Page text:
“No, I actually cut up everything with scissors and do the work by hand. I use the computer only at the end, for finishing.”

“Oh, I had no idea. I thought graphic artists were completely digital by now. See how misinformed I am.”

“And what do you do?”

“Well, I do Internet stuff.”

“The Internet? That’s a world I know nothing about”.

“Nothing? That’s too bad. For example, I’m sure you could buy a lot of old illustrated books for cheap on eBay.”

“eBay? Not sure… But there’s one thing I do I do on the Internet: I buy old books on AbeBooks. After all, I couldn’t very well travel each time to buy them.”

“You see? That’s great. And this here on the tripod is your camera?”

“Yes, I am documenting everything. It is the last day of the show. Kind of sorry to dismantle it.”

“Well yeah, that makes sense. How long did it take you to put up the Timestory on the big wall? You must have had assistants helping you out, right?”

“Yes, there were three of us. But still, it’s 22,000 small pieces of paper, so it took us about ten days. And the exhibition is only one month. The PR did not work out too well. Too bad. Just as it was picking up, people were starting to come…”

“Well, that’s right. I only came myself because my friend Serena tweeted about it yesterday.”

“Is that so?”

“Yes. Well then. Nice meeting you. Well done, again.”

“Thanks. Nice meeting you, too.”

One wonders, if this charming man had had a thousand Facebook fans, or a hundred Twitter followers, and they had liked and retweeted the news of the exhibition, and their friends and followers had liked it and so on… the exhibition would have been packed on day one (entry was free, too). But he’s just not into it (except for buying the books).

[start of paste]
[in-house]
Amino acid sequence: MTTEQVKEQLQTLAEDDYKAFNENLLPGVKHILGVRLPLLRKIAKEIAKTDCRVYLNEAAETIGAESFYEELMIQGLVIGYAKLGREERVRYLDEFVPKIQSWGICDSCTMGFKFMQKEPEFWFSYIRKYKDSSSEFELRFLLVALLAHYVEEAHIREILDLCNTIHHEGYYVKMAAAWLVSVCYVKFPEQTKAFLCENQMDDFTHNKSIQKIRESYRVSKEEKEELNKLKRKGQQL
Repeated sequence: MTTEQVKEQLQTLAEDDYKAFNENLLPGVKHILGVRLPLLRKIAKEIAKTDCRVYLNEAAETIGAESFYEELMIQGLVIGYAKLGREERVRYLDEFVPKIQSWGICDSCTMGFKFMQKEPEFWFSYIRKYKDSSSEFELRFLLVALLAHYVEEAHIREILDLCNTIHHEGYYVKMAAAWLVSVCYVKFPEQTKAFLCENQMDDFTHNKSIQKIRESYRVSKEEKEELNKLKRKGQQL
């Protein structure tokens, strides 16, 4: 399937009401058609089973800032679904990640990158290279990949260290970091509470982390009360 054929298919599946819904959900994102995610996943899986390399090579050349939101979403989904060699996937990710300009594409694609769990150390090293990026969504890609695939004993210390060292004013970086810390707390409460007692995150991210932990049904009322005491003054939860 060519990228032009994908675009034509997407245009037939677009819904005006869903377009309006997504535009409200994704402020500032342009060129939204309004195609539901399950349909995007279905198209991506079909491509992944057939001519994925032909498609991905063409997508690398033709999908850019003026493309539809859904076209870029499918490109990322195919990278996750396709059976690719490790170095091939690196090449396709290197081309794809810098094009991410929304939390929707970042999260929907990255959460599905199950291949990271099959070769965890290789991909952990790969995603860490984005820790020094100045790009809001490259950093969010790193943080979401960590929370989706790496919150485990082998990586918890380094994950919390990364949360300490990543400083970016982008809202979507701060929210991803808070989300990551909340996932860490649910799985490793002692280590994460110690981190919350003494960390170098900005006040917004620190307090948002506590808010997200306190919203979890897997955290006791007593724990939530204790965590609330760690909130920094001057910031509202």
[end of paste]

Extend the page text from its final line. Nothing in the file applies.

Below: Une Semaine de Bonté, the cover of Max Ernst’s collage book. Two works by Ashley Bickerton. An umbrella by Marcel Wanders.

ILLUMInazioni: 2011 Venice Biennale lives up to expectations

After the confused jumble of the 2009 edition, I wasn’t much looking forward to seeing what was on at the Biennale in Venice. Yet, after the past two days, I’m pleased to report that I found this year’s event much better.

The Director, Bice Curiger, has been Curator at the Kunsthaus Zurich since 1993, and has brought to Venice a much-needed measure of clarity and cleanness. The largest pavillion at the Giardini hosts a truly cosmopolitan Biennial show, built around an unofficial lifetime achievement award to Tintoretto, the most modern of the Old Masters.

The national pavillions are mostly solid submissions, with the German homage to Christoph Schlingensief (presenting the installation Eine Kirche der Angst vor dem Fremden in mir, pictured above) deservedly winning the Golden Lion. Another unmissable work is Thomas Hirschhorn’s installation in the Swiss pavillion, Crystal of Resistance (for which I refer you to the designboom post). Among individual artists’ awards, Christian Marclay’s Golden Lion to for The Clock – read more about it here – is also well deserved.